The Open Government Partnership (OGP) Global Summit in Mexico City this week brings together more than 1,500 participants, including ministers, from around the world. While OGP member governments have made notable progress toward transparency and accountability through the four-year-old partnership, there has been little attention given to making land holdings and land transactions transparent.
This must change if governments are to sufficiently protect human rights, foster sustainable development and support good governance. The Global Summit provides a unique and important opportunity for partner governments to make new, concrete commitments on land transparency and accountability or include related actions in their National Action Plans.
You Can’t Secure Human Rights without Land Rights
Land and natural resources lie at the heart of social, political and economic life in much of rural Africa, Latin America and Asia. For Indigenous Peoples and rural communities, they represent fundamental assets—primary sources of livelihood, nutrition, income, wealth and employment—and are a basis for security, status, social identity and political relations. Land and resources also have historical, cultural and spiritual significance for many rural men and women.
But in many countries, governments are not open, transparent or accountable in land matters. Some governments do not make public maps of the lands collectively held and used by Indigenous Peoples and rural communities, making them essentially invisible and vulnerable to expropriation. Other governments acquire and then, behind closed doors, allocate large plots of land to domestic and foreign investors. Sometimes referred to as “land grabbing,” the acquisition of indigenous and community land can have profound adverse effects on social and economic wellbeing. When communities lose their land or when governments significantly restrict how communities can use their land, they often lose their livelihoods and fall into poverty.
An International Focus on Land Rights
While not a new issue, land transparency has in recent years received considerably more attention from some governments, civil society organizations, development assistance agencies and others, including through:
New International Standards: In May 2012, the Committee on World Food Security officially endorsed the Voluntary Guidelines on the Responsible Governance of Tenure of Land, Fisheries and Forests in the Context of National Food Security (VGs). The VGs promote secure tenure rights and equitable access to land and natural resources, and point to the importance of transparency as a means of eradicating hunger and poverty, supporting sustainable development and enhancing the environment. They have become the new international standards on land rights, with implementation encouraged by G20, Rio+ 20, United Nations General Assembly and other international fora.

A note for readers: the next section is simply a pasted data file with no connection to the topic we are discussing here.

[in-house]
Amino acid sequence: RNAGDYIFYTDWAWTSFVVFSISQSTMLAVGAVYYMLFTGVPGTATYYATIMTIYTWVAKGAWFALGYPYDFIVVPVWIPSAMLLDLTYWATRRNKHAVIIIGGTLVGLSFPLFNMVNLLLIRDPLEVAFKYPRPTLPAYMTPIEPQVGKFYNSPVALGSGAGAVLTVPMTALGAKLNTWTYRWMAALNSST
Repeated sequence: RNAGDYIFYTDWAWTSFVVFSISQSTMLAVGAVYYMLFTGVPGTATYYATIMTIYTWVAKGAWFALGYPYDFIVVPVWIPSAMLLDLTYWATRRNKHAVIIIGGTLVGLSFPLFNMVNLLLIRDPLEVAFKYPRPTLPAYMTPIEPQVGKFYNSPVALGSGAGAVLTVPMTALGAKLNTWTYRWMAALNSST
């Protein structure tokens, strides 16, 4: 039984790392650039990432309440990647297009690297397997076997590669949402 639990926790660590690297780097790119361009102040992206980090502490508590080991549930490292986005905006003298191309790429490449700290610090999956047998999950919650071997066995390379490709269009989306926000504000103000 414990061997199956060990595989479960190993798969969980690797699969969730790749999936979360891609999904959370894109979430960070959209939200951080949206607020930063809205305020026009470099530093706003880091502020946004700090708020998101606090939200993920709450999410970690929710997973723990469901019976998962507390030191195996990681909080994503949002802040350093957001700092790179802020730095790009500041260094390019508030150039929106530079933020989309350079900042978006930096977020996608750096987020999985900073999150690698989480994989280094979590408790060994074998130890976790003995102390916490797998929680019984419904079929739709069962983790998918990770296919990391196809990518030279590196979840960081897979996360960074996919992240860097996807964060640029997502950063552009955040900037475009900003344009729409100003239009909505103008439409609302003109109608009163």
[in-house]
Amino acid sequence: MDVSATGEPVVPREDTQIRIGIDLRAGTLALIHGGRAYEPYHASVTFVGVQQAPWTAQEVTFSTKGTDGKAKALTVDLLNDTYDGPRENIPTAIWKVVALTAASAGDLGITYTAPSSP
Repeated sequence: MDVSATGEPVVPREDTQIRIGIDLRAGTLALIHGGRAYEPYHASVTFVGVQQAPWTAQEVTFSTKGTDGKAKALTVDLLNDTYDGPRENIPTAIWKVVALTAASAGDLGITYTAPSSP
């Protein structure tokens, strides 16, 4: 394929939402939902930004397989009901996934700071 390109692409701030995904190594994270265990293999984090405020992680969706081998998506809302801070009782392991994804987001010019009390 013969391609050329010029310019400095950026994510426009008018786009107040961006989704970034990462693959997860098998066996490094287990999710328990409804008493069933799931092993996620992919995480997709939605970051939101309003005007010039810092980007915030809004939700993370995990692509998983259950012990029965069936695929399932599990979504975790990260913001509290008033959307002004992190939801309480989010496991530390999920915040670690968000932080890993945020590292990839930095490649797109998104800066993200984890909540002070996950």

New Land Transparency Initiatives: Encouraged by the success of the Extractive Industry Transparency Initiative (EITI), Open Contract Partnership and other initiatives, new efforts have been launched on land transparency. Openland Contracts is an online repository of publicly available contracts for large-scale land, agriculture and forestry projects. The Global Call to Action is a collaborative effort of many civil society organizations to provide greater visibility, advocacy tools and support to Indigenous Peoples and communities to secure rights to their land and natural resources. The Land Matrix, a land monitoring initiative, has helped shine the light on large-scale land investments. And next month, LandMark, the first online global platform with maps and other information on indigenous and community land will be launched.
Ways the OGP Global Summit Can Make Progress
This new attention on land transparency is welcome news for all parties concerned with poverty reduction, sustainable development, and transparent and accountable government. The OGP Global Summit provides an opportunity for members to consolidate and build momentum, reflect on what is working and what is not, and lay out a framework for further exchange, cooperation and action. Governments should capitalize on the momentum, and make strong commitments or develop National Action Plans that promote transparency and accountability in land matters. Civil society organizations can help by pressing governments to address land transparency by:
Creating a publicly available cadaster, which includes not just the boundaries of individual private property, but also land held by Indigenous Peoples and other rural communities that is registered and held under customary tenure arrangements;
Sharing information regarding ongoing negotiations for agricultural or land-based investments; and
Releasing to the public the contracts and agreements with foreign and domestic investors.
This year, the OGP Global Summit will pay special attention to the role open government can play in the implementation of the just released Sustainable Development Goals (SDGs) of the Post-2015 Development Agenda. Several SDGs Targets address access to information/transparency (Targets 12.8, 16.6 and 16.10) and land rights/tenure (Targets 1.4, 2.3 and 5a). OGP commitments to land transparency that complement and support SDGs will help ensure coordinated action across the globe, allow for easier and accurate tracking of the SDGs, and enable independent monitoring and verification of national progress.
The eyes of the world will be on the OGP Global Summit this week. Governments must not miss the opportunity to make bold commitments to land transparency.